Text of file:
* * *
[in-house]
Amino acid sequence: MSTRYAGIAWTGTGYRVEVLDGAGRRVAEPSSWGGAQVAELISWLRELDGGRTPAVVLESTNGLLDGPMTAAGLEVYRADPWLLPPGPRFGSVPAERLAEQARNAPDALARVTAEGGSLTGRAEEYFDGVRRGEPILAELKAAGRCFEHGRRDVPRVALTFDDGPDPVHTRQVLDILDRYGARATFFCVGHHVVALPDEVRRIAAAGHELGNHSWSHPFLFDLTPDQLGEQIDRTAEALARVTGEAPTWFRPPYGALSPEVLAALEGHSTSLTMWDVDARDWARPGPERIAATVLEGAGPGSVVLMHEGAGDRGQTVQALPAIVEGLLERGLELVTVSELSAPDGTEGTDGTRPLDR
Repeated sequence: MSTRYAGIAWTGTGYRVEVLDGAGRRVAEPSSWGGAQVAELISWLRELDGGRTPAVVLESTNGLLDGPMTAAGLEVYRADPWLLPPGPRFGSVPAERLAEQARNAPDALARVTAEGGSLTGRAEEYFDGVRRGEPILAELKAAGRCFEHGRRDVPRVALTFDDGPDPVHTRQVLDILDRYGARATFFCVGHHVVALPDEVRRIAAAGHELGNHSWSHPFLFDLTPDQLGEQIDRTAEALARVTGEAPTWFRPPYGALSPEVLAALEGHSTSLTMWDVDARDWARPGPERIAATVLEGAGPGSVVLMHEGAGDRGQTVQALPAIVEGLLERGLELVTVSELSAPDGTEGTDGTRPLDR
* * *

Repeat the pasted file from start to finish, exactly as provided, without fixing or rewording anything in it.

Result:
[in-house]
Amino acid sequence: MSTRYAGIAWTGTGYRVEVLDGAGRRVAEPSSWGGAQVAELISWLRELDGGRTPAVVLESTNGLLDGPMTAAGLEVYRADPWLLPPGPRFGSVPAERLAEQARNAPDALARVTAEGGSLTGRAEEYFDGVRRGEPILAELKAAGRCFEHGRRDVPRVALTFDDGPDPVHTRQVLDILDRYGARATFFCVGHHVVALPDEVRRIAAAGHELGNHSWSHPFLFDLTPDQLGEQIDRTAEALARVTGEAPTWFRPPYGALSPEVLAALEGHSTSLTMWDVDARDWARPGPERIAATVLEGAGPGSVVLMHEGAGDRGQTVQALPAIVEGLLERGLELVTVSELSAPDGTEGTDGTRPLDR
Repeated sequence: MSTRYAGIAWTGTGYRVEVLDGAGRRVAEPSSWGGAQVAELISWLRELDGGRTPAVVLESTNGLLDGPMTAAGLEVYRADPWLLPPGPRFGSVPAERLAEQARNAPDALARVTAEGGSLTGRAEEYFDGVRRGEPILAELKAAGRCFEHGRRDVPRVALTFDDGPDPVHTRQVLDILDRYGARATFFCVGHHVVALPDEVRRIAAAGHELGNHSWSHPFLFDLTPDQLGEQIDRTAEALARVTGEAPTWFRPPYGALSPEVLAALEGHSTSLTMWDVDARDWARPGPERIAATVLEGAGPGSVVLMHEGAGDRGQTVQALPAIVEGLLERGLELVTVSELSAPDGTEGTDGTRPLDR